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Old 02-11-2020, 07:09 PM   #8
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Jay,

It is good form to bi-annually pull out your entire chain length and lay it out on the dock for maintenance. Check for corrosion, apply marking paint, check for stretched links, etc... and untwist it.
Don't forget to reverse the chain end to ends too. Helps even out wear on both ends of the chain.
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Old 02-11-2020, 07:11 PM   #9
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Having a groove in the anchor roller slightly wider than the size of the thickness of the chain will help eliminate twist as you haul in the chain.
I agree 100%.
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Old 02-11-2020, 08:30 PM   #10
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Don't forget to reverse the chain end to ends too. Helps even out wear on both ends of the chain.
When I bought my boat and pulled the chain out I found that the PO had welded the last link to the stem bar. Wow!
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Old 02-11-2020, 08:37 PM   #11
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When I bought my boat and pulled the chain out I found that the PO had welded the last link to the stem bar. Wow!
I'd cut that chain off at the bar and have a length of rope connect the rode to the bar.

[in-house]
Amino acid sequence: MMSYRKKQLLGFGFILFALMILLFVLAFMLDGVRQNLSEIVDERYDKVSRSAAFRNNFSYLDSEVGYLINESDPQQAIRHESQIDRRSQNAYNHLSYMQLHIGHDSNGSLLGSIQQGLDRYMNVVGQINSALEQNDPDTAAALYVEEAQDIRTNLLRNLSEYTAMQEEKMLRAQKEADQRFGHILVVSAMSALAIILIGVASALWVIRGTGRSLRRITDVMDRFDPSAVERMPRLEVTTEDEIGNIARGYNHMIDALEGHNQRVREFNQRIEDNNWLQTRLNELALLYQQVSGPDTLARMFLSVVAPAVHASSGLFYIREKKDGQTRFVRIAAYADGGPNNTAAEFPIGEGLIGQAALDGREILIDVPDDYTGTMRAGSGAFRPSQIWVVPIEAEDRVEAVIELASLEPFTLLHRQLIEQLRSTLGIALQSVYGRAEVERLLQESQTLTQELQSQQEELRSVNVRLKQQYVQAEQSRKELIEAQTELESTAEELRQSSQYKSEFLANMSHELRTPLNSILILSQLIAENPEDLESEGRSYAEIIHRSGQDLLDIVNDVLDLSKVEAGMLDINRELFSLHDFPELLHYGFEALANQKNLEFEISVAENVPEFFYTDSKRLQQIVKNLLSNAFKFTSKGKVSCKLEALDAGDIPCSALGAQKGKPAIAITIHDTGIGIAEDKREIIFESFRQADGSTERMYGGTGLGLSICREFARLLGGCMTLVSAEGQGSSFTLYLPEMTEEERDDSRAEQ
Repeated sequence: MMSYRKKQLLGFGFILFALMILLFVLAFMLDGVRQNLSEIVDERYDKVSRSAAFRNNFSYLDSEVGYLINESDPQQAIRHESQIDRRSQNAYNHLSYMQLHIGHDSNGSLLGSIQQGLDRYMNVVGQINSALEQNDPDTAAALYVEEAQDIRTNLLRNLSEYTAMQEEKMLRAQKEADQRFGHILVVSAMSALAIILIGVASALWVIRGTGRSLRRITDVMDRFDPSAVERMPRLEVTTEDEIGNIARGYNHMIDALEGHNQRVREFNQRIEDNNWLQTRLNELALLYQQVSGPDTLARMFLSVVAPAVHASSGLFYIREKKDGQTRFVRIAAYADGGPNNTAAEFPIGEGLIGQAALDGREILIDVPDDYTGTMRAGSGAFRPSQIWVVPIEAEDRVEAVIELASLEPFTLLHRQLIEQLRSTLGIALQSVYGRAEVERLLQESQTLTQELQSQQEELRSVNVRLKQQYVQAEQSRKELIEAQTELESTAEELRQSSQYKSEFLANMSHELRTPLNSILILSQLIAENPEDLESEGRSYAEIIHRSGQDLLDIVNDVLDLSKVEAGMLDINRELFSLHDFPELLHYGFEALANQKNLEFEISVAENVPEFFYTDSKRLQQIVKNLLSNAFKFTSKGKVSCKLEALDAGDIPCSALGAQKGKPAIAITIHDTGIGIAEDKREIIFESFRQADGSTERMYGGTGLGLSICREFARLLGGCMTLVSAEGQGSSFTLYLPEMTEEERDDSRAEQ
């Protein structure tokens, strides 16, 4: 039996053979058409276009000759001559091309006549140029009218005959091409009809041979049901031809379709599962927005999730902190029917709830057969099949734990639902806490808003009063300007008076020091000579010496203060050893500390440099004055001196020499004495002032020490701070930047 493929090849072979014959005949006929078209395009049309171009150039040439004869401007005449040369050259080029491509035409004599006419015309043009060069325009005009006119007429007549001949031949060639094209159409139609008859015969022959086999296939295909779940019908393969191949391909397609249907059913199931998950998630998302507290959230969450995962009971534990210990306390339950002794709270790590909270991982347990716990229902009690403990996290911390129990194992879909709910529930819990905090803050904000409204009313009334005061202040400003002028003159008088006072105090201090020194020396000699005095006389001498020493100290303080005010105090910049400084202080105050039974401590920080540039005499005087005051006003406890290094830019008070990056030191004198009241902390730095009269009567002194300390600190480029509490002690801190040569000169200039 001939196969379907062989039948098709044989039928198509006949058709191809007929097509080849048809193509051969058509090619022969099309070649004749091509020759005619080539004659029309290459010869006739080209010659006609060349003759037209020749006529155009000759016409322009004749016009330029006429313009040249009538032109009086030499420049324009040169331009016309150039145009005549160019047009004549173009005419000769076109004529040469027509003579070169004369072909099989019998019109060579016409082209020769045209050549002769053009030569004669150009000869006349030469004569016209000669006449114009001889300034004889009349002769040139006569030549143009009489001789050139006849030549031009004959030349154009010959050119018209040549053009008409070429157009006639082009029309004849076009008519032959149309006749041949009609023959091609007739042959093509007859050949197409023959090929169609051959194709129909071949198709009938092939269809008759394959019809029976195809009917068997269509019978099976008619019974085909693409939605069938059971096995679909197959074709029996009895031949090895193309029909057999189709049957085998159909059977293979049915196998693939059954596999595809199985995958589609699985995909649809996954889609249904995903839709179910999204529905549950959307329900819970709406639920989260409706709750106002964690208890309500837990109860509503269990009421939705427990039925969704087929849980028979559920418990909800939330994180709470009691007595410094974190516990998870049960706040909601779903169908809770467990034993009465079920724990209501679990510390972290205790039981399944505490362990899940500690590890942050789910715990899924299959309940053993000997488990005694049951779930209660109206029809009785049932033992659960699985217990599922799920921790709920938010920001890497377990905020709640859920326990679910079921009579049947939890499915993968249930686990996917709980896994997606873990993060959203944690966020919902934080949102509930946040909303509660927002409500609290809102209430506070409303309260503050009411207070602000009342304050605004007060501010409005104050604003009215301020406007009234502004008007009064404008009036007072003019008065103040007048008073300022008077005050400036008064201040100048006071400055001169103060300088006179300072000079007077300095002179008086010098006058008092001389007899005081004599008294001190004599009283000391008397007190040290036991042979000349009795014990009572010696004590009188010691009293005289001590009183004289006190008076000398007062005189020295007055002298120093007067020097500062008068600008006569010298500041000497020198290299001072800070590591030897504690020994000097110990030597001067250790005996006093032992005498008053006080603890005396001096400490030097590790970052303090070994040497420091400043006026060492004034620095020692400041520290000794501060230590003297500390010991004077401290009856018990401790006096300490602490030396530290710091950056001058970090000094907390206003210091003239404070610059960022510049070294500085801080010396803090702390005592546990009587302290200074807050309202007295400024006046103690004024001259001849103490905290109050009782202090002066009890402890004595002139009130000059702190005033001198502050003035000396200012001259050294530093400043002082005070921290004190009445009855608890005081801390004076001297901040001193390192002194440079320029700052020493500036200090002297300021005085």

Makes it easy to cut the line and tie a float to it rapidly in case you have to get out of the way of a dragging raft of boats headed towards your anchored boat.
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Old 02-12-2020, 07:50 AM   #12
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I have all chain and a swivel. I have manually untwisted the chain. It still twists after a few times anchoring.
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Old 02-12-2020, 08:56 AM   #13
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I'd cut that chain off at the bar and have a length of rope connect the rode to the bar.

Makes it easy to cut the line and tie a float to it rapidly in case you have to get out of the way of a dragging raft of boats headed towards your anchored boat.

Would you have the rope ride extend to deck, or stay in the chain locker so the chain is still on the Gypsy?
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Old 02-12-2020, 09:01 AM   #14
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Would you have the rope ride extend to deck, or stay in the chain locker so the chain is still on the Gypsy?
Have it long enough that it comes up to the deck and the chain runs free of the gypsy. That way if you ever have to cut the whole thing loose, you just let it out and cut the line.
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Old 02-12-2020, 09:42 AM   #15
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I made mine long enough to come out of the chain locker but short enough that the end of the chain is engaged in the gypsy. That way, the chain is held in place by the gypsy, which allows you to attach a fender or two to the rode before releasing the rope and tossing the rode overboard. I attach the rope to the chain with a snap hook to allow disconnecting without cutting the rope.